Animal Hospitals – Veterinary Exams for older cats

The purpose of veterinary exams for adult cats

Leaving the house can be a stressful event for many cats and their owners (see previous blog on “How to get your cat to the vet hospital” for tips on transporting your kitty with minimal stress). So why do we as veterinarians feel that it is so important to bring your cat in for regular examinations? Cats are stoic creatures and many do not show us that something is wrong until the disease is quite advanced. Don’t wait until your cat is sick. The following are four major reasons why you should bring your cat in to the animal hospitals care:

  • Preventative Medicine: The focus of regular examinations is to try to identify problems before they are apparent to you as their owner or before your cat becomes sick. An opportunity to discuss dental care, nutrition, exercise, behavior, parasite prevention and to administer any vaccinations that may be appropriate will be dealt with at this time. Testing, which may include a fecal exam to check for parasites, blood work and/or urine testing as a part of the “wellness” screen will also be discussed. You can play a vital role in your cat’s health by closely monitoring for changes in appetite, drinking, and litter box habits at home.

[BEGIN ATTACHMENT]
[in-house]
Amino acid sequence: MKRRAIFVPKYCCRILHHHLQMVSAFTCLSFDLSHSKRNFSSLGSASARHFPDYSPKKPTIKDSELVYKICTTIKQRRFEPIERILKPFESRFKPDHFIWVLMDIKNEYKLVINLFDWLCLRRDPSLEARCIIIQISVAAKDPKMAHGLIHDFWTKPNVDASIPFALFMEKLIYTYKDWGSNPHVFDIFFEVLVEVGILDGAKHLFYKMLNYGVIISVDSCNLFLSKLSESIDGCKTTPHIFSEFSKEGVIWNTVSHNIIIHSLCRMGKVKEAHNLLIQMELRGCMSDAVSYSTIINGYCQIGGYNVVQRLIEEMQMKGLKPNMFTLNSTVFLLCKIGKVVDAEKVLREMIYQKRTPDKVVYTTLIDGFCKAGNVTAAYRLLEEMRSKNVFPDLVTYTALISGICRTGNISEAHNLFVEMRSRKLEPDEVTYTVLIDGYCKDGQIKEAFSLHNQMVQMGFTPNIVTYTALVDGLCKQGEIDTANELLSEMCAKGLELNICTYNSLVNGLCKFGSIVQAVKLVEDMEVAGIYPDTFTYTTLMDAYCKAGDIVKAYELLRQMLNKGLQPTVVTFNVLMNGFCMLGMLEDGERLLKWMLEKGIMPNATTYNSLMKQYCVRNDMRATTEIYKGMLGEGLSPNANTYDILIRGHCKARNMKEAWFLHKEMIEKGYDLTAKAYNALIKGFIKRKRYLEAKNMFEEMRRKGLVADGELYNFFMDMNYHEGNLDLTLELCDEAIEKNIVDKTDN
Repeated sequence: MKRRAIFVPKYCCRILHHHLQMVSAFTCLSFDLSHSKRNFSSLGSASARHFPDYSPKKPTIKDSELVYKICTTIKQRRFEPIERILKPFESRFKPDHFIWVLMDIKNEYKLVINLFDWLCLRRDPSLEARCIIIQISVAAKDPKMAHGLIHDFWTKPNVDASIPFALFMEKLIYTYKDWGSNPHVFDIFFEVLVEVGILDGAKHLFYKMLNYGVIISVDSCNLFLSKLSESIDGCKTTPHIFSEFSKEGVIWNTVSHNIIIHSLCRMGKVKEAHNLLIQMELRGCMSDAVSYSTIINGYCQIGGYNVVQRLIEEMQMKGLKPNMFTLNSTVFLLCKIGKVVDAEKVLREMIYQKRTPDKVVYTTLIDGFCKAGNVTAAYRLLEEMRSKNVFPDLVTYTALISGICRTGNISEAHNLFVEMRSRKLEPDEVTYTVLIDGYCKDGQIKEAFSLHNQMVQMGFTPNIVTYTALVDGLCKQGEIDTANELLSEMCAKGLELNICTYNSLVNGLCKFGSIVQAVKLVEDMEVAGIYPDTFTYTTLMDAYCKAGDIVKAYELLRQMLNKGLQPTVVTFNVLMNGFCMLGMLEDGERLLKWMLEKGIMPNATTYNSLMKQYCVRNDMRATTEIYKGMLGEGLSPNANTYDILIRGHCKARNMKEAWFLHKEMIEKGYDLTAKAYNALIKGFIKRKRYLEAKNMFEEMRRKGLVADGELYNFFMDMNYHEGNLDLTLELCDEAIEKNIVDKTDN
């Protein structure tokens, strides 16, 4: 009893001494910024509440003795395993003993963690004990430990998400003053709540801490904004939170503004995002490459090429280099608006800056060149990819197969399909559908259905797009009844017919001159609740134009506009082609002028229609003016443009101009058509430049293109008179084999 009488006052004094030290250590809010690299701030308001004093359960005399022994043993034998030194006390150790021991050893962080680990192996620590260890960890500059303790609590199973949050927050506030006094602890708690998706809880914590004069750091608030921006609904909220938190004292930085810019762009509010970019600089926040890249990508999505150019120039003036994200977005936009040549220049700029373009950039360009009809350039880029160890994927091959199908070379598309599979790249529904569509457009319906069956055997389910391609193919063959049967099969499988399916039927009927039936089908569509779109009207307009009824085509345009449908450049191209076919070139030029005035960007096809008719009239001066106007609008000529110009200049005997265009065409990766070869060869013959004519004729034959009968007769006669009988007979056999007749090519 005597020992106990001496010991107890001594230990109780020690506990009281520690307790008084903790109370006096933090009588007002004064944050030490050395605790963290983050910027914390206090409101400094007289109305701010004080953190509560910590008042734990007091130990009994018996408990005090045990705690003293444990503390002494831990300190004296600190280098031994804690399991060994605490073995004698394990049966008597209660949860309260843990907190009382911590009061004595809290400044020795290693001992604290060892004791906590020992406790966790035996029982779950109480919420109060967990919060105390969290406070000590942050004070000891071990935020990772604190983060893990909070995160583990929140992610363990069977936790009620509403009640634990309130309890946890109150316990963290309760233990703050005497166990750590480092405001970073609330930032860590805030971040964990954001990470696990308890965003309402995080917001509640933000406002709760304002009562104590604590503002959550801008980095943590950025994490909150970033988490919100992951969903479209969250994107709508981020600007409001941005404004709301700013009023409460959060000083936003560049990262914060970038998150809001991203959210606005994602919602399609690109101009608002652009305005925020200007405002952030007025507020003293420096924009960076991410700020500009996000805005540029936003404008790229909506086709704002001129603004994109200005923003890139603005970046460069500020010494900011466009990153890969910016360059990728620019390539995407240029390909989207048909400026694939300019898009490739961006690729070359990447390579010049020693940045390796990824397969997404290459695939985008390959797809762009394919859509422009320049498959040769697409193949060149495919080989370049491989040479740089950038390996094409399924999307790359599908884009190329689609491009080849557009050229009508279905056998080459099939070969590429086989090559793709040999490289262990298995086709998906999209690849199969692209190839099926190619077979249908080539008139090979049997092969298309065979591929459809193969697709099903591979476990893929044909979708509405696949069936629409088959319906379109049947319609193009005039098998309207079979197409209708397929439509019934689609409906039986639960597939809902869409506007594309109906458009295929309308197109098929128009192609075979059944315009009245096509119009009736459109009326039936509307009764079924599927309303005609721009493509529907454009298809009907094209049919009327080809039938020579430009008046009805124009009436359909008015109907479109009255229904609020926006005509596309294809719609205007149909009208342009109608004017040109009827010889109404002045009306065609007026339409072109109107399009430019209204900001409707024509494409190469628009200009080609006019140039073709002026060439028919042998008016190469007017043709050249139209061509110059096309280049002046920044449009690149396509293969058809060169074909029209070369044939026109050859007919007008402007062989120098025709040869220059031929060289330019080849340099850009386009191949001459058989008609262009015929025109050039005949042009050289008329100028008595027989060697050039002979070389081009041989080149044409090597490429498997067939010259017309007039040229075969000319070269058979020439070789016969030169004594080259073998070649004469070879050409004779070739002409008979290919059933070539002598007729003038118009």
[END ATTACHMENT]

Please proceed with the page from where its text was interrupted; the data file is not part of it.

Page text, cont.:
• Assess vaccine status: Did you know that rabies vaccination is required by law for all cats in Canada. At the time of the annual examination the veterinarian will discuss other core and non-core vaccines available for cats. Benefits and risks of vaccines will be addressed. A vaccine program will be designed with the specific needs of your cat in mind.
  • Obesity: Cats are having as many issues with being overweight as humans are. This can lead to an increase in diabetes and other medical conditions which may shorten their lives and decrease their quality of life. We have information, programs, and foods available, to help keep your pet at a healthy weight.
  • Dental Disease: Cats are very prone to developing cavities (small holes) in their teeth called resorptive lesions. Full mouth dental radiographs for all of our feline dental patients are recommended to find and treat these painful areas as early as possible.  Home care products such as tooth brushing, Healthy Mouth, Maxiguard Oral Gel and prescription diets to help with dental disease will be discussed.

Please contact us if you have any questions or visit the American Association of Feline Practioners website at catvets.com for further information on your cat’s health.

 

1424 HURONTARIO ST., MISSISSAUGA, ONT. L5G 3H4 TEL (905) 271‑8508 FAX (905) 271‑7621 www.hurontariovet.ca

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